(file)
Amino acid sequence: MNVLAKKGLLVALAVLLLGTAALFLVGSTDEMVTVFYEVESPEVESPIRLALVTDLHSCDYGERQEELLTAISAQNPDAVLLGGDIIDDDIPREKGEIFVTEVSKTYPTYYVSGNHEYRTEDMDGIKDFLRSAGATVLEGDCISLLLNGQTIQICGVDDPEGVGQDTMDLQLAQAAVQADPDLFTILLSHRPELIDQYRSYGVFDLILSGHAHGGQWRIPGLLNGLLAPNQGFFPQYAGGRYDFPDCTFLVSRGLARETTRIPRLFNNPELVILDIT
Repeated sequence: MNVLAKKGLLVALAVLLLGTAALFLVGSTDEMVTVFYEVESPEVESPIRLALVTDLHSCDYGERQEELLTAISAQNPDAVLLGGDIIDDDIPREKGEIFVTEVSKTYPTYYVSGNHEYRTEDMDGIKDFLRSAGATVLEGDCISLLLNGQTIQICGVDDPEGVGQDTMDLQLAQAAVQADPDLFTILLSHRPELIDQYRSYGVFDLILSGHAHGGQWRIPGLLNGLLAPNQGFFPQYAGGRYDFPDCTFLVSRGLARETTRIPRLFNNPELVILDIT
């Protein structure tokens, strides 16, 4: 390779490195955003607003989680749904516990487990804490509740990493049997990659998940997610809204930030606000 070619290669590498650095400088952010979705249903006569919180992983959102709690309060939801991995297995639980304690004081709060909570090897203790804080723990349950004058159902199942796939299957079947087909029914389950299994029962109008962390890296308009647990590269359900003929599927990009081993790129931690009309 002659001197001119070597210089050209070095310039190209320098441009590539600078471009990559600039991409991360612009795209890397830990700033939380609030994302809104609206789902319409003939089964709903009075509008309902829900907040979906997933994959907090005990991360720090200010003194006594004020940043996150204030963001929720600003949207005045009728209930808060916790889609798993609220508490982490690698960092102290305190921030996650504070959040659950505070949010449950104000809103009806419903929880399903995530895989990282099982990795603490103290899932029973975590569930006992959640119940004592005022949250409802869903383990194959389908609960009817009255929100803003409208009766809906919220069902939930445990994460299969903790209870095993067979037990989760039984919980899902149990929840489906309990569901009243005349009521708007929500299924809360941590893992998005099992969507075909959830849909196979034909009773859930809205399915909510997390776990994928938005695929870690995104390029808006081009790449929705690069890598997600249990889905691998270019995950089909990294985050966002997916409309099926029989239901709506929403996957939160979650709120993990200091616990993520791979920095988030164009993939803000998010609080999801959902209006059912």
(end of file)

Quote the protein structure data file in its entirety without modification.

Amino acid sequence: MNVLAKKGLLVALAVLLLGTAALFLVGSTDEMVTVFYEVESPEVESPIRLALVTDLHSCDYGERQEELLTAISAQNPDAVLLGGDIIDDDIPREKGEIFVTEVSKTYPTYYVSGNHEYRTEDMDGIKDFLRSAGATVLEGDCISLLLNGQTIQICGVDDPEGVGQDTMDLQLAQAAVQADPDLFTILLSHRPELIDQYRSYGVFDLILSGHAHGGQWRIPGLLNGLLAPNQGFFPQYAGGRYDFPDCTFLVSRGLARETTRIPRLFNNPELVILDIT
Repeated sequence: MNVLAKKGLLVALAVLLLGTAALFLVGSTDEMVTVFYEVESPEVESPIRLALVTDLHSCDYGERQEELLTAISAQNPDAVLLGGDIIDDDIPREKGEIFVTEVSKTYPTYYVSGNHEYRTEDMDGIKDFLRSAGATVLEGDCISLLLNGQTIQICGVDDPEGVGQDTMDLQLAQAAVQADPDLFTILLSHRPELIDQYRSYGVFDLILSGHAHGGQWRIPGLLNGLLAPNQGFFPQYAGGRYDFPDCTFLVSRGLARETTRIPRLFNNPELVILDIT
């Protein structure tokens, strides 16, 4: 390779490195955003607003989680749904516990487990804490509740990493049997990659998940997610809204930030606000 070619290669590498650095400088952010979705249903006569919180992983959102709690309060939801991995297995639980304690004081709060909570090897203790804080723990349950004058159902199942796939299957079947087909029914389950299994029962109008962390890296308009647990590269359900003929599927990009081993790129931690009309 002659001197001119070597210089050209070095310039190209320098441009590539600078471009990559600039991409991360612009795209890397830990700033939380609030994302809104609206789902319409003939089964709903009075509008309902829900907040979906997933994959907090005990991360720090200010003194006594004020940043996150204030963001929720600003949207005045009728209930808060916790889609798993609220508490982490690698960092102290305190921030996650504070959040659950505070949010449950104000809103009806419903929880399903995530895989990282099982990795603490103290899932029973975590569930006992959640119940004592005022949250409802869903383990194959389908609960009817009255929100803003409208009766809906919220069902939930445990994460299969903790209870095993067979037990989760039984919980899902149990929840489906309990569901009243005349009521708007929500299924809360941590893992998005099992969507075909959830849909196979034909009773859930809205399915909510997390776990994928938005695929870690995104390029808006081009790449929705690069890598997600249990889905691998270019995950089909990294985050966002997916409309099926029989239901709506929403996957939160979650709120993990200091616990993520791979920095988030164009993939803000998010609080999801959902209006059912």